In the Book of Acts, we have the story of the Apostle Paul who walked up on Mars’ Hill in Athens to preach the Word of God.

Acts 17:22–25:
-22: Then Paul stood in the midst of Mars’ hill, and said, Ye men of Athens, I perceive that in all things ye are too superstitious.
-23: For as I passed by, and beheld {and I looked on all of} your devotions {Paul is referring to all their idols, deities, statues, and altars that the Athenians had set up along the walkway leading to the top of the hill}, I found an altar with this inscription, TO THE UNKNOWN GOD. Whom therefore ye ignorantly worship, him {the unknown God} declare I unto you.
-24: God that made the world and all things therein, seeing that he is Lord of heaven and earth, dwelleth not in temples made with hands;
-25: Neither is worshipped with men’s hands, as though he needed any thing {emphasis supplied}, seeing he giveth to all life, and breath, and all things.

The altar with the inscription to the unknown god was set up by the Athenians because they were so into worshiping any and all the gods of the world that they had set up an extra altar just in case they may have forgotten anyone. If so, then they had that situation covered; thus, they hoped to not offend the peoples of the world who came to study and worship in their philosophically academic city, “For all the Athenians and strangers which were there spent their time in nothing else, but either to tell, or to hear some new thing” (Acts 17:21). They were more into political correctness in Athens than we are these days. Paul was able to use the unknown god altar and theme to introduce to them the true Lord of heaven and earth, and the first thing he teaches them is that God does not dwell in manmade temples, but rather He dwells in the hearts of people who have accepted Jesus Christ as their Lord and Savior who said, “For where two or three are gathered together in my name, there am I in the midst of them” (Matthew 18:20).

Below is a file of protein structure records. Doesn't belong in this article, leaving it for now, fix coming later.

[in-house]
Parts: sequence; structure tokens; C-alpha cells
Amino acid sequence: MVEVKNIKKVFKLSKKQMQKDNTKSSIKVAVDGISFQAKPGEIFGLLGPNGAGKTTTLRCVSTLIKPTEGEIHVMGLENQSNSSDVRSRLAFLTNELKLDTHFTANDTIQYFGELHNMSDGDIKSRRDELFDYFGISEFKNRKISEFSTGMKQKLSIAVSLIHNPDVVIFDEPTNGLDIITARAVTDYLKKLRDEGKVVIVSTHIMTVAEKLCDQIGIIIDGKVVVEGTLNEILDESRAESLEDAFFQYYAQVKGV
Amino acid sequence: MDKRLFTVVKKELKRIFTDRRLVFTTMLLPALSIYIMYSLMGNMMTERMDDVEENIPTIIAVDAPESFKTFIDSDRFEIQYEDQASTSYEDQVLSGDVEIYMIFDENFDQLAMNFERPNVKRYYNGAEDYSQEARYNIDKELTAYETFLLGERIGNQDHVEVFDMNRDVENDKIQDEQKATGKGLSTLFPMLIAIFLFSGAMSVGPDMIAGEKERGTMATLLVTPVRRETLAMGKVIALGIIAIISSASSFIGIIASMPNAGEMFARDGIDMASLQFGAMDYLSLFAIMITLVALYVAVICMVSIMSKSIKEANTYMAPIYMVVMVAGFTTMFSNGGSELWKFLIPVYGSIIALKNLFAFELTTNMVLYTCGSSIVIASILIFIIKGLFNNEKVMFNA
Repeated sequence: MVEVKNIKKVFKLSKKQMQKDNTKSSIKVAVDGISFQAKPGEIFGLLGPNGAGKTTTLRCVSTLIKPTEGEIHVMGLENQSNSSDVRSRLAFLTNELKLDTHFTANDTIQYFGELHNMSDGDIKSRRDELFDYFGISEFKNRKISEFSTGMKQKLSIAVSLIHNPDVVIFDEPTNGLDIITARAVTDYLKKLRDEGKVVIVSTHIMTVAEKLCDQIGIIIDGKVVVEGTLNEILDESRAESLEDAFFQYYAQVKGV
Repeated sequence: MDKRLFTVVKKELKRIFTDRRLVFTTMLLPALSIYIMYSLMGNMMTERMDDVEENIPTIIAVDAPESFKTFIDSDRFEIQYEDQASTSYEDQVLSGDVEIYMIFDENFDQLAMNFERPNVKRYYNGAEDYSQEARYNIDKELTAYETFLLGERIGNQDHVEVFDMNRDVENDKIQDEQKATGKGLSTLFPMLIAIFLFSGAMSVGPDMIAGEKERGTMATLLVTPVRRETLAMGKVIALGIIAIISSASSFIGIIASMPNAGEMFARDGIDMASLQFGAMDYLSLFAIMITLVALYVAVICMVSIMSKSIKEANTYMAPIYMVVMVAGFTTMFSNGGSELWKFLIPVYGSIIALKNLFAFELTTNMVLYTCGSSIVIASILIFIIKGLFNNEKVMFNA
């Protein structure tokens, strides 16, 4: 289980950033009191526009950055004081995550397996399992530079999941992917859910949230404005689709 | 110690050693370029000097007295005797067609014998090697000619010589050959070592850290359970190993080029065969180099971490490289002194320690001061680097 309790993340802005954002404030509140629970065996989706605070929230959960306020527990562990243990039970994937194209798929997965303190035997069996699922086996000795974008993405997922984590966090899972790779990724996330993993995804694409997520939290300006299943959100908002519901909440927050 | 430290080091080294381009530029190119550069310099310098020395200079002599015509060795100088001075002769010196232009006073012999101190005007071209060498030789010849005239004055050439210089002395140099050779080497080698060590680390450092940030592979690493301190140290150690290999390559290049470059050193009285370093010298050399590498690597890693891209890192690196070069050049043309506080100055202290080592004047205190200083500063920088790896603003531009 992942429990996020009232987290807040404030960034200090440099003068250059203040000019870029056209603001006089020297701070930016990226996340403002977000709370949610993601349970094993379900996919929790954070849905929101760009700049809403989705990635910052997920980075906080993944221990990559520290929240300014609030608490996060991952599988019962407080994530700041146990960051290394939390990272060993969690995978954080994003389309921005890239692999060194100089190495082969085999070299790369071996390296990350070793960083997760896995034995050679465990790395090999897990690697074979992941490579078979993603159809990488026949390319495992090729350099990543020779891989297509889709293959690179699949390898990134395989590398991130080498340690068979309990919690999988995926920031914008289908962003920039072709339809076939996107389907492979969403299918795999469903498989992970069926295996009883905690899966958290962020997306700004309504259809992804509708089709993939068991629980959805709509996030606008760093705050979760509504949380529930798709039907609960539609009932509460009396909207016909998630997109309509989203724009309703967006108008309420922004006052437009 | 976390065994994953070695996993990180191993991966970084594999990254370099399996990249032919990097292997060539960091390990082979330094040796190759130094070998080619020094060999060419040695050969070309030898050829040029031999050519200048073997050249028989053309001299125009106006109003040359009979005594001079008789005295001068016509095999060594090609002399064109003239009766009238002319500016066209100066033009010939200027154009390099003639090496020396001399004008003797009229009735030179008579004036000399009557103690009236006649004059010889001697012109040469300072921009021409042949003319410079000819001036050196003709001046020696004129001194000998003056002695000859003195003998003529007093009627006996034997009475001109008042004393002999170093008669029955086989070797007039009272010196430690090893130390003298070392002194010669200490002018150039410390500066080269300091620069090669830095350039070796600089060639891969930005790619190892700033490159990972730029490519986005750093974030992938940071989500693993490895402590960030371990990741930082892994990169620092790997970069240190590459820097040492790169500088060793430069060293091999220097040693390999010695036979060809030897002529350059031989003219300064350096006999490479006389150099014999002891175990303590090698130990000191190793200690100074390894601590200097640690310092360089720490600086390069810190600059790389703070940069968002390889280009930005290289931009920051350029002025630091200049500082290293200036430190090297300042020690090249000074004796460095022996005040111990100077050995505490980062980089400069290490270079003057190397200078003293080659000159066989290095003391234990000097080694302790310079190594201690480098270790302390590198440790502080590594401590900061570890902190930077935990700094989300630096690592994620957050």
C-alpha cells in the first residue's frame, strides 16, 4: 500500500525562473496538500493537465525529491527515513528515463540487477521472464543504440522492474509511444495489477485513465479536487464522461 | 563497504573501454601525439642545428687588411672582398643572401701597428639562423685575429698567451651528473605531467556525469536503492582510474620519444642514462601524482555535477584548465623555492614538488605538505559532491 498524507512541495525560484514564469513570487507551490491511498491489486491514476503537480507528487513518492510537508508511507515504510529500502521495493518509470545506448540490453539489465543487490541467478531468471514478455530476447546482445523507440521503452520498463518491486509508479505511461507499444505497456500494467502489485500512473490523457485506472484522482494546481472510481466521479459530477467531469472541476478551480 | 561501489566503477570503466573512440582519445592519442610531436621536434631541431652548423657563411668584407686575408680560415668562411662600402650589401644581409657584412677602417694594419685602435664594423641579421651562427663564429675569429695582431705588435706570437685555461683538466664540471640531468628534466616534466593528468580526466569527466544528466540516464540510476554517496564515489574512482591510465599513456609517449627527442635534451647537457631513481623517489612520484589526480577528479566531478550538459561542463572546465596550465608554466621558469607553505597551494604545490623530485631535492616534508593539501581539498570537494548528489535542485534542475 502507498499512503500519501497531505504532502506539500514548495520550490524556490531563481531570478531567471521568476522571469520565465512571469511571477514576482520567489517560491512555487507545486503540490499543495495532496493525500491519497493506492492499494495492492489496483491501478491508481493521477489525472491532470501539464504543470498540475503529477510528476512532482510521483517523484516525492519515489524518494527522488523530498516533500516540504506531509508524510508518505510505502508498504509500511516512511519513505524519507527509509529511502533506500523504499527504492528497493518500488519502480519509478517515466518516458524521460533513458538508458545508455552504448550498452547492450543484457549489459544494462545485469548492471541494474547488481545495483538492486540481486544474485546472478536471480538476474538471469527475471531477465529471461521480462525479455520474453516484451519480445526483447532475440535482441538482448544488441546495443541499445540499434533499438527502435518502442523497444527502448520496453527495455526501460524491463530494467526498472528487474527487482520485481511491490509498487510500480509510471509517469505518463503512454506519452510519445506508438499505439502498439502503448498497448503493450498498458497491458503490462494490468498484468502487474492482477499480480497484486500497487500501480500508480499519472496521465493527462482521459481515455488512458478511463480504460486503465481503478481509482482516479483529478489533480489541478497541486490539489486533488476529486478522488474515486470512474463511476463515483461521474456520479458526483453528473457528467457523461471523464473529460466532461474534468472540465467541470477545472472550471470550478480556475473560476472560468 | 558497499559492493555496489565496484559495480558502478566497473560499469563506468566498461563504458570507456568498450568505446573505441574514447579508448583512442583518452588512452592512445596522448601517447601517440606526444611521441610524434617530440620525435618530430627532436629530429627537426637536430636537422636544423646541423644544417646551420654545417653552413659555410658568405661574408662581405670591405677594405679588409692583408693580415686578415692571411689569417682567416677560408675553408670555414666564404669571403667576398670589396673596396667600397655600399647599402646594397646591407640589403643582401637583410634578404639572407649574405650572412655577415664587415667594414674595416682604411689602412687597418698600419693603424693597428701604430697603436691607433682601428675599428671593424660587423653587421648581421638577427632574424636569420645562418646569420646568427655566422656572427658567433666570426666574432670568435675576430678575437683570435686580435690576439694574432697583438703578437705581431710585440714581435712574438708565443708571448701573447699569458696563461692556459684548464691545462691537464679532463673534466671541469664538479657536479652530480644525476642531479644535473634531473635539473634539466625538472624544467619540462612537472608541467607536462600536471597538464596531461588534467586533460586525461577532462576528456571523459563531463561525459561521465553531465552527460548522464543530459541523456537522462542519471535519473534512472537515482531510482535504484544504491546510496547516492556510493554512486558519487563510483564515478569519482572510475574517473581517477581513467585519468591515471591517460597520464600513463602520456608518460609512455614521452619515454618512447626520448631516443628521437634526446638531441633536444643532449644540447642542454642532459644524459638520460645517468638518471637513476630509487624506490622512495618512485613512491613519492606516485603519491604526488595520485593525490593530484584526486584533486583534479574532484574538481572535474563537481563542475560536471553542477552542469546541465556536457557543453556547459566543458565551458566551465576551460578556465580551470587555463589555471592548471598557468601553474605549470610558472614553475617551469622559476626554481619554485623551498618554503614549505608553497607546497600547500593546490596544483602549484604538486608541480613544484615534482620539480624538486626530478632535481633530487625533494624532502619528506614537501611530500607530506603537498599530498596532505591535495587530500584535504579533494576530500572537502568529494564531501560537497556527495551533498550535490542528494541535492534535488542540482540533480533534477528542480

“Know ye not that ye are the temple of God, and that the Spirit of God dwelleth in you” (I Corinthians 3:6). Indeed if a believer happens to be in a temple, then so is God, but He does not dwell in empty buildings without His people being present, “the most High dwelleth not in temples made with hands” (Acts 7:48). Could the Scriptures be more explicit? The Scriptures teach “for ye are the temple of the living God; as God hath said, I will dwell in them, and walk in them; and I will be their God, and they shall be my people” (II Corinthians 6:16).

Please, do not get me wrong, places of worship are needed and inspiring to the hearts of believers who gather in His name; as well, those places are blessed by God, but this does not change the truth that WE are the actual “habitation of God!” Indeed one can find God anyplace and miss Him anywhere, although “in him we live, and move, and have our being” (Acts 17:28). When the heart turns to Him ― then He is discovered within “written not with ink, but with the Spirit of the living God; not in tables of stone, but in fleshy tables of the heart” (II Corinthians 3:3). His most sacred abode is in His beloved children, as we read in Ephesians, chapter 2.

Ephesians 2:19–22: